Picidae (Woodpeckers)


It was interesting to see this migrant species get driven off by the territorial Red-cockaded Woodpeckers

RED-BELLIED WOODPECKER (Melanerpes carolinus)

Heard more than seen

DOWNY WOODPECKER (Dryobates pubescens)

A couple close birds on Saturday morning

RED-COCKADED WOODPECKER (Dryobates borealis)

One of the highlights of the tour. This longleaf pine habitat specialist is endangered. Our particularly early rise on Friday allowed us to be in their territory as they emerged from their night roost cavity. The pair proved cooperative for a good stretch.

PILEATED WOODPECKER (Dryocopus pileatus)

This dramatic woodpecker gave us a good flyby and a more distant perched view in Kisatchie National Forest

Falconidae (Falcons and Caracaras)

CRESTED CARACARA (Caracara plancus)

We came across this scavenger in bunches on Sunday morning

AMERICAN KESTREL (Falco sparverius)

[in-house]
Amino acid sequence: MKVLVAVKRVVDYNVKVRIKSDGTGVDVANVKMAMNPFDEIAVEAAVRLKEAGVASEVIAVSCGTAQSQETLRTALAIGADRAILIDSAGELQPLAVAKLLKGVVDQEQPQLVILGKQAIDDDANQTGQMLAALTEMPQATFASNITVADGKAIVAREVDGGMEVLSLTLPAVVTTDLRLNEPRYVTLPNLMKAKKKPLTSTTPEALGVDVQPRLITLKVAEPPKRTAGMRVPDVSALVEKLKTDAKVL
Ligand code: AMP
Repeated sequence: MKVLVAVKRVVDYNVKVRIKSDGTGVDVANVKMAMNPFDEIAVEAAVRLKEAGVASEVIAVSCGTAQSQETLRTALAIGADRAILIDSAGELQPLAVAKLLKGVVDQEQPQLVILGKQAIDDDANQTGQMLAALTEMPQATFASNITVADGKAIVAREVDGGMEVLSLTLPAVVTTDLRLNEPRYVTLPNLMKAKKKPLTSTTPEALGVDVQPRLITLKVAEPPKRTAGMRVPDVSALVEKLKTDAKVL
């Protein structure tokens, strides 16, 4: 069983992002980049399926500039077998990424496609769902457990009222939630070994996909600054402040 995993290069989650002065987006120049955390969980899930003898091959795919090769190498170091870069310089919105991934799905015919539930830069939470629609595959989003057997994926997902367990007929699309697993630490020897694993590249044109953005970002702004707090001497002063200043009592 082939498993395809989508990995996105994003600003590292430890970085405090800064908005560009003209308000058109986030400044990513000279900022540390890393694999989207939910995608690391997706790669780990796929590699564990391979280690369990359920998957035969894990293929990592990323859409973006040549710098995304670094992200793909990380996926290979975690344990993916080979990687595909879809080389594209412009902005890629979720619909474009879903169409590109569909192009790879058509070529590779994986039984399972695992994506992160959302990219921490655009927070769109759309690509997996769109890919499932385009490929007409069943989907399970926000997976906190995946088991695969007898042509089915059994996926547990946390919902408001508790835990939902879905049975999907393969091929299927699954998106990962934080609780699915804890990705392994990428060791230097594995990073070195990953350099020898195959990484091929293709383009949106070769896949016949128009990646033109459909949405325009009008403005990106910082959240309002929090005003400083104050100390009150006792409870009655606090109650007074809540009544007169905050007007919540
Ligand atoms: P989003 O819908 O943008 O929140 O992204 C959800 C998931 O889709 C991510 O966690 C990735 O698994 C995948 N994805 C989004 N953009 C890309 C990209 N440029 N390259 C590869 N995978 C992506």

On the wires on most of our drives

PEREGRINE FALCON (Falco peregrinus)

Several birds perched on utility poles; one was tearing apart a prey item

Tyrannidae (Tyrant Flycatchers)

EASTERN PHOEBE (Sayornis phoebe)

Several Saturday morning

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Arguably one of the most beautiful sparrows; we savored incredible, close views of the interior race of Nelson's Sparrow. Photo by guide Owen Hilchey.

VERMILION FLYCATCHER (Pyrocephalus rubinus)

Wonderful, prolonged views of several immature birds

GREAT KISKADEE (Pitangus sulphuratus)

This species seems to be expanding its range. Our Saturday morning was punctuated by a pair of these colorful, vocal flycatchers.


The last species to be added to our list... Owen spotted two birds on the wire as we headed back to Scott

Laniidae (Shrikes)

LOGGERHEAD SHRIKE (Lanius ludovicianus)


Corvidae (Crows, Jays, and Magpies)

BLUE JAY (Cyanocitta cristata)

Up in Kisatchie; they seemed upset by my Barred Owl hooting

AMERICAN CROW (Corvus brachyrhynchos)

We passed a lot of crows in our travels; the ones we knew with certainty by voice were encountered when we headed NW on Friday morning

FISH CROW (Corvus ossifragus)

We had to find some classic habitat to hear their nasal call: fast food parking lots

Paridae (Tits, Chickadees, and Titmice)